Baby massage is as beneficial to premature infants as it is adorable—a new study finds that massage therapy can markedly reduce stress in male preemie babies, though the effect is not as great for females.

Preemie, or premature, babies are born at least three weeks before a full 40-week pregnancy term. Because they do not have enough time to develop in the womb, preemie babies often have immature nervous systems that cannot adjust to the most minor stressors.

While newborn intensive care units (NICUs) in hospitals help keep the preemies alive, the whirring machinery, constant monitoring, and separation from their mothers only add to the stressed-out babies' anxieties.

A new study published last month in the journal Early Human Development finds that massage therapy actually promotes the maturing of preemies' immature autonomic nervous systems (ANS), reducing the babies' stress and putting them at ease.

Testing the Effects of Massage on Premature Babies

Researchers at the University of Utah, led by Dr. Sandra Smith of the University of Louisville School of Nursing, tested the benefits of a massage therapy on 17 premature infants against a control group of 20 babies that were not massaged.

Twice a day for four weeks, licensed massage therapists gently rubbed the babies for 20 minutes, using techniques modeled on Infant Massage USA. The baby massage involved six main compression strokes: thighs to feet, chest to ribcage, shoulders to hands, head from crown to neck, and along the back of the neck to the waist. The massage was followed by light movements of the arms and legs.

Before, during, and after the massage therapy, researchers collected data on the babies' heart-rate variability (HRV), an observable measure of autonomic nervous system function, using electrocardiograms (ECG).

Preemie babies usually have lower HRV than normal term babies, and the researchers write that the measure is significantly linked to increased stress response and likelihood of sleeping prone, which is associated with sudden infant death syndrome (SIDS).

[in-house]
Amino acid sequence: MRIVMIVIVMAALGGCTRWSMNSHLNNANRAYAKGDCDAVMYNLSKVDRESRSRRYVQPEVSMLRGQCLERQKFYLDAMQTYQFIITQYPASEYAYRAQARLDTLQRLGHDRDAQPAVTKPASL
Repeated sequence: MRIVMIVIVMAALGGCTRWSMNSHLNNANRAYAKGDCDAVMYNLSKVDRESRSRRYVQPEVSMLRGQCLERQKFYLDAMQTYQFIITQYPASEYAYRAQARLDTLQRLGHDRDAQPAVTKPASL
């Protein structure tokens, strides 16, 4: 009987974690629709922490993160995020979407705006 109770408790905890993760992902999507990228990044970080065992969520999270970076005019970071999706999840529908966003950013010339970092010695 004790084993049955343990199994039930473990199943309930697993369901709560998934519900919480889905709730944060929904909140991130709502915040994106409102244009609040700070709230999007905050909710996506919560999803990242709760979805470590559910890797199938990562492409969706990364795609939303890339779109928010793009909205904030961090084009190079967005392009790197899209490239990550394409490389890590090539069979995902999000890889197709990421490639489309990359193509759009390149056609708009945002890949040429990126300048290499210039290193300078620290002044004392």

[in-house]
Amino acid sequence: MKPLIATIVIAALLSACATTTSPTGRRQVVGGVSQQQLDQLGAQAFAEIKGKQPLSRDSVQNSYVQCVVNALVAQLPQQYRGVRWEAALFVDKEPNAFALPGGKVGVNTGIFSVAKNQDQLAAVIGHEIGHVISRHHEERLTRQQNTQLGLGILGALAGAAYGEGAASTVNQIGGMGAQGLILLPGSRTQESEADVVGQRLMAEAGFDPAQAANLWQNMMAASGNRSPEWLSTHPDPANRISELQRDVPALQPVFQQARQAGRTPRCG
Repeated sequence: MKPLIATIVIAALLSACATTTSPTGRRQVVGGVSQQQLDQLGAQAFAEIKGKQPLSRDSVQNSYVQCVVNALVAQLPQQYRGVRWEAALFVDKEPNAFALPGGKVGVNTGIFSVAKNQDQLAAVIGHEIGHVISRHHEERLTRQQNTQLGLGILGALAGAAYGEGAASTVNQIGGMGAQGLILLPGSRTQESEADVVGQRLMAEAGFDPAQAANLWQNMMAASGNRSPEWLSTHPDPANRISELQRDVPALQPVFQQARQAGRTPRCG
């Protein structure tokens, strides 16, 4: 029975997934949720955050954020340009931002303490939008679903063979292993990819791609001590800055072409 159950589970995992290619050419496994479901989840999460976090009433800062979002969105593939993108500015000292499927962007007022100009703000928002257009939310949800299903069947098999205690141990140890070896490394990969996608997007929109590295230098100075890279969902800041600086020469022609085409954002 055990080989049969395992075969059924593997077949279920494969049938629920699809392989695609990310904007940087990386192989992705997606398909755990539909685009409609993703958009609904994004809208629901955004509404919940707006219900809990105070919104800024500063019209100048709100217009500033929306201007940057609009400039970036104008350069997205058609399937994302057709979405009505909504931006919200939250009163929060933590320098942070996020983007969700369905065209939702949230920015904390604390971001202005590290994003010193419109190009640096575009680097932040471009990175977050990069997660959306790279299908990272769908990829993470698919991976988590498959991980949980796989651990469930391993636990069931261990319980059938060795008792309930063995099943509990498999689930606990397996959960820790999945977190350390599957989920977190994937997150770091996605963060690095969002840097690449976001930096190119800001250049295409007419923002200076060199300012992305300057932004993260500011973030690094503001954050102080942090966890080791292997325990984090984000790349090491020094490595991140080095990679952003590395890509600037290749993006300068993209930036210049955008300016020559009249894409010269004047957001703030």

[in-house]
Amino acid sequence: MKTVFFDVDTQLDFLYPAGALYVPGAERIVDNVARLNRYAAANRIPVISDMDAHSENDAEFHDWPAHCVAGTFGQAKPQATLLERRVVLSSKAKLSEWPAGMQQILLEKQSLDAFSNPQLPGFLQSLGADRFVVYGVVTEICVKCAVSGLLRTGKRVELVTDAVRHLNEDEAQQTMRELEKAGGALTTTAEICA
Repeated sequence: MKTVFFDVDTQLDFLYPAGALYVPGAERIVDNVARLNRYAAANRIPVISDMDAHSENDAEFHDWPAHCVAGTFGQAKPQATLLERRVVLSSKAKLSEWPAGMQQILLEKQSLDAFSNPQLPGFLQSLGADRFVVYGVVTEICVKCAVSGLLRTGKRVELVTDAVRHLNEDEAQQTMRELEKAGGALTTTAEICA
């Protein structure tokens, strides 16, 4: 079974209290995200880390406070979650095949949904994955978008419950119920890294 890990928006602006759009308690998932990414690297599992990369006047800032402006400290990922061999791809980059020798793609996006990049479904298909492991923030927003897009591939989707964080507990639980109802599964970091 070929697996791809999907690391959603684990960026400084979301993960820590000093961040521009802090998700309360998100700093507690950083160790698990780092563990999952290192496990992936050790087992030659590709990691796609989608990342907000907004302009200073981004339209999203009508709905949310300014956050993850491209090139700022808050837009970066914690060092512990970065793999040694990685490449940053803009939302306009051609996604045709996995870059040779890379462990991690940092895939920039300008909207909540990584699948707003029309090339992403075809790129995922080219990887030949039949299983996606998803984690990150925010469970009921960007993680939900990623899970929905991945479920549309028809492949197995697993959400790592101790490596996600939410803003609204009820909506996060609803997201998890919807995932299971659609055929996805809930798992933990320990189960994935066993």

Infant Massage Reduces Stress in Baby Boys, But Not Girls

Data analysis revealed that baby massage therapy increased HRV in male preemies, but not in females.

In massaged male babies, HRV increased every week they received the therapy—suggesting that infant massage promoted ANS maturation and presumably made them more resistant to stress. However, there was no effect on female babies who were massaged.

"We were surprised to learn the differences in the impact of massage therapy on preterm boys and girls," Smith said in a news release.

She suspected that hormonal factors could explain the discrepancy, though the current research offers no explanation.

Still, the benefits of controlled baby massage for male infants are still significant. Previous research found that male preemie babies have a higher mortality rate than females, and also may be more vulnerable to low blood pressure and stress-related metabolic and immune problems. Promoting ANS development with massage could help counteract those risks.

It's unclear exactly how baby massage might advance nervous system development, though Smith expects that future studies on its mechanisms and long-term effects on preemies will help explain.

Check out this video from for tips on how to massage a premature baby: